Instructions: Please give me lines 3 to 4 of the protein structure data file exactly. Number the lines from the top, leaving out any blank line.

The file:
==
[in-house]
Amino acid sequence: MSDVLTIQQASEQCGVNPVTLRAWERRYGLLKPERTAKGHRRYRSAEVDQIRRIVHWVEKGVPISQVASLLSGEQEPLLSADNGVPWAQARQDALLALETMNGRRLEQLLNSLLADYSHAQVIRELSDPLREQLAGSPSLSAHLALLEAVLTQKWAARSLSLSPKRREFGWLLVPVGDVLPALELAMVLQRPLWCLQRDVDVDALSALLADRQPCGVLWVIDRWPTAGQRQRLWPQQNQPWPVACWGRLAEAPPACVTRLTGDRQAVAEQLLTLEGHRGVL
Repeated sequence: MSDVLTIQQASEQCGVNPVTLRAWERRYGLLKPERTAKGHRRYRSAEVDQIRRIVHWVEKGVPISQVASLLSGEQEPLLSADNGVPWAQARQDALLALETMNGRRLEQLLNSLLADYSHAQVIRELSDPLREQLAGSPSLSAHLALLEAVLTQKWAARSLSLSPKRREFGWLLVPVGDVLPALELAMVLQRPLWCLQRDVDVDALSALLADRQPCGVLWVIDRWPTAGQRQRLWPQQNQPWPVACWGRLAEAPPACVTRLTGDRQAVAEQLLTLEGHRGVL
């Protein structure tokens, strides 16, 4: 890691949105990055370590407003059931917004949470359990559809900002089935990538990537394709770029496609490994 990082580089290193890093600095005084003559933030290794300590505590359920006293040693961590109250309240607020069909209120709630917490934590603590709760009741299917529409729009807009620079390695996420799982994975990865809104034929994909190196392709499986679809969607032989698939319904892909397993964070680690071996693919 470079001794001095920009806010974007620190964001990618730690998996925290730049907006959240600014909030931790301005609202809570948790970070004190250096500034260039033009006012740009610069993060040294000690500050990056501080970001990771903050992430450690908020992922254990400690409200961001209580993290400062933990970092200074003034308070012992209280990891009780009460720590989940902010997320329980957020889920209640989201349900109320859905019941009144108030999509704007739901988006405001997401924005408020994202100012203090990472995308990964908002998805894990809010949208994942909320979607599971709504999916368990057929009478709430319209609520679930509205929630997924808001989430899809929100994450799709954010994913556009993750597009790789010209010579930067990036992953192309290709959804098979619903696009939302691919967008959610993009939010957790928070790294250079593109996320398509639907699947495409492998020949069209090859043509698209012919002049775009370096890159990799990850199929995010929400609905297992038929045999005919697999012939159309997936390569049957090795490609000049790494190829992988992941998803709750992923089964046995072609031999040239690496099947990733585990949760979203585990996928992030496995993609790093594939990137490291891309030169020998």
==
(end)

Repeated sequence: MSDVLTIQQASEQCGVNPVTLRAWERRYGLLKPERTAKGHRRYRSAEVDQIRRIVHWVEKGVPISQVASLLSGEQEPLLSADNGVPWAQARQDALLALETMNGRRLEQLLNSLLADYSHAQVIRELSDPLREQLAGSPSLSAHLALLEAVLTQKWAARSLSLSPKRREFGWLLVPVGDVLPALELAMVLQRPLWCLQRDVDVDALSALLADRQPCGVLWVIDRWPTAGQRQRLWPQQNQPWPVACWGRLAEAPPACVTRLTGDRQAVAEQLLTLEGHRGVL
């Protein structure tokens, strides 16, 4: 890691949105990055370590407003059931917004949470359990559809900002089935990538990537394709770029496609490994 990082580089290193890093600095005084003559933030290794300590505590359920006293040693961590109250309240607020069909209120709630917490934590603590709760009741299917529409729009807009620079390695996420799982994975990865809104034929994909190196392709499986679809969607032989698939319904892909397993964070680690071996693919 470079001794001095920009806010974007620190964001990618730690998996925290730049907006959240600014909030931790301005609202809570948790970070004190250096500034260039033009006012740009610069993060040294000690500050990056501080970001990771903050992430450690908020992922254990400690409200961001209580993290400062933990970092200074003034308070012992209280990891009780009460720590989940902010997320329980957020889920209640989201349900109320859905019941009144108030999509704007739901988006405001997401924005408020994202100012203090990472995308990964908002998805894990809010949208994942909320979607599971709504999916368990057929009478709430319209609520679930509205929630997924808001989430899809929100994450799709954010994913556009993750597009790789010209010579930067990036992953192309290709959804098979619903696009939302691919967008959610993009939010957790928070790294250079593109996320398509639907699947495409492998020949069209090859043509698209012919002049775009370096890159990799990850199929995010929400609905297992038929045999005919697999012939159309997936390569049957090795490609000049790494190829992988992941998803709750992923089964046995072609031999040239690496099947990733585990949760979203585990996928992030496995993609790093594939990137490291891309030169020998």